Inspiration For Our Ultra Fresh Salmon Cat Food
As fellow feline owners and vets, we know pets and we know that many cats prefer to eat a varied diet – as they would naturally have in the wild. Some cats crave chicken and others are strictly fish fanatics and in fact studies show that flavour fatigue (when cats get fed up of eating the same thing day in, day out) can occur. Therefore, after the successful launch of our revolutionary Ultra Fresh cat food containing 80% chicken, we set out to produce another flavour – which was still high in easily digestible animal protein but that contained high levels of fish instead of chicken.
Knowledge and expertise
Cats are obligate carnivores which means they must eat animal tissue to survive. Meat and Fish contains protein, fats and many other nutrients that cats cannot obtain from vegetable based ingredients. You can read more in our essential guide to cat food diets. With this in mind, we developed our Ultra Fresh range of high meat content cat food using high levels only the best, high quality of meat or fish to meet the unique physiological requirements of our feline friends.
For this new variety of food we wanted to use fish as the protein source. There are many types of fish used in pet food but they can usually be split into two groups – white fish such as cod and haddock and oily fish such as mackerel, herring and salmon.
Oily fish, as the name suggests are excellent sources of oils and fats. This includes omega fatty acids – especially DHA which is a type of Omega 3 – especially useful for its anti-inflammatory roles. Salmon is less commonly used as a protein source so it was the ideal choice for us when producing a diet for sensitive cats that may have allergies. For an allergy to occur the cat must be exposed to the protein source for the immune system to trigger a reaction. This means that a cat is more likely to become allergic to something they eat regularly. Salmon is a novel protein (one most cats have not eaten before) and is highly digestible.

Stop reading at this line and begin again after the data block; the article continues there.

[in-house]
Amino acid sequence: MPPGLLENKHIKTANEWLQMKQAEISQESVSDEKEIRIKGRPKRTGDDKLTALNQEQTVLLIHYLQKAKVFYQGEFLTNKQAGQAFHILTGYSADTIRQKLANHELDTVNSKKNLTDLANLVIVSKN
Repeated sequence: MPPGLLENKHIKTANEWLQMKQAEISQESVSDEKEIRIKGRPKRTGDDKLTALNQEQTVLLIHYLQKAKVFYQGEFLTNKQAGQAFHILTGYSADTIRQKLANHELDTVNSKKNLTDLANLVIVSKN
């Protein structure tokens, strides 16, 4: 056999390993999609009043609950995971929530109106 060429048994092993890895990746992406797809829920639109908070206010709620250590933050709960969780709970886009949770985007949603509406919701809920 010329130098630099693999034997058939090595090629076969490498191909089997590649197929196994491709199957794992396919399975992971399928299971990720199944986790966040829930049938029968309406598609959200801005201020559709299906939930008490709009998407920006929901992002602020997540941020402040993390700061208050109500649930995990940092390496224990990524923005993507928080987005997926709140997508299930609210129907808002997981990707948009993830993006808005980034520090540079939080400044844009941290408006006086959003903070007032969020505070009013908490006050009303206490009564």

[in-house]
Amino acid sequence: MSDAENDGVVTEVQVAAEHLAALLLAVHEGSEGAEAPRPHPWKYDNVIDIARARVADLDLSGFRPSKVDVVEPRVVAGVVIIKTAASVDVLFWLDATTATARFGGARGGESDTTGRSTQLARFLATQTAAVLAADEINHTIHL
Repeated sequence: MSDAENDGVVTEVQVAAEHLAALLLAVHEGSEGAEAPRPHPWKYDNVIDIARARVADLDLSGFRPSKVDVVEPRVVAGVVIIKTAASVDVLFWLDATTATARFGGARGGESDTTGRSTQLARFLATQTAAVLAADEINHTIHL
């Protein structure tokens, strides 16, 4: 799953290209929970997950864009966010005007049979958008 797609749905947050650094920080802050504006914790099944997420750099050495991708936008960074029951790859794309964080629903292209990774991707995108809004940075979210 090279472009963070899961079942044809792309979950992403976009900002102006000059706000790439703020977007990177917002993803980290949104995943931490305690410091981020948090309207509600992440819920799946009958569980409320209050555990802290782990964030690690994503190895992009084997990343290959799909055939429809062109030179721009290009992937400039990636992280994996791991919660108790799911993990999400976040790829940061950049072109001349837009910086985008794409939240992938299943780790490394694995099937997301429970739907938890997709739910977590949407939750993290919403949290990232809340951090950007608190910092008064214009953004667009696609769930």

Like our chicken variety of Ultra Fresh dry cat food, we wanted to use ingredients proven to promote and maintain health. This includes adding dandelion and parsley as diuretics to aid urinary function and chicory as a source of FOS prebiotics. Also included is Brewer’s yeast which is a source of Mannan-oligosaccharides (MOS) which is a different type of prebiotic added to support gut health. Unlike FOS, which is used as an energy source for ‘good’ or beneficial bacteria as well as inhibiting the growth of harmful bacteria, MOS works by preventing harmful bacteria form colonising. It does this by inhibiting the attachment of harmful bacteria to the intestinal wall and promotes the excretion of this disease causing bacteria from the body.
However, it’s not just the ingredients and taste that is important to cats, they are have specific preferences to the texture and shape of foods too. Studies have shown that different breeds of cats use their tongue in various ways to eat dry food and as a result seem to have a preference towards different shaped kibble (dried biscuits). Individual cats may prefer triangles, cylinders, ‘O’ shaped pieces or star shapes and just like flavour fatigue, some cats can also become bored of the shape of the kibble. This is not always the case, especially for cats that have not been exposed to different textures and shapes of food when young. With these cats they tend to be neophobic (wary of new things/foods) and may prefer to stick to what they are used to. However, because many cats do like variation and some have preferences for certain kibble shapes we decided to make the shape of our Salmon Ultra Fresh pieces triangular to make this diet different to the Ultra Fresh Chicken which is made into round kibble.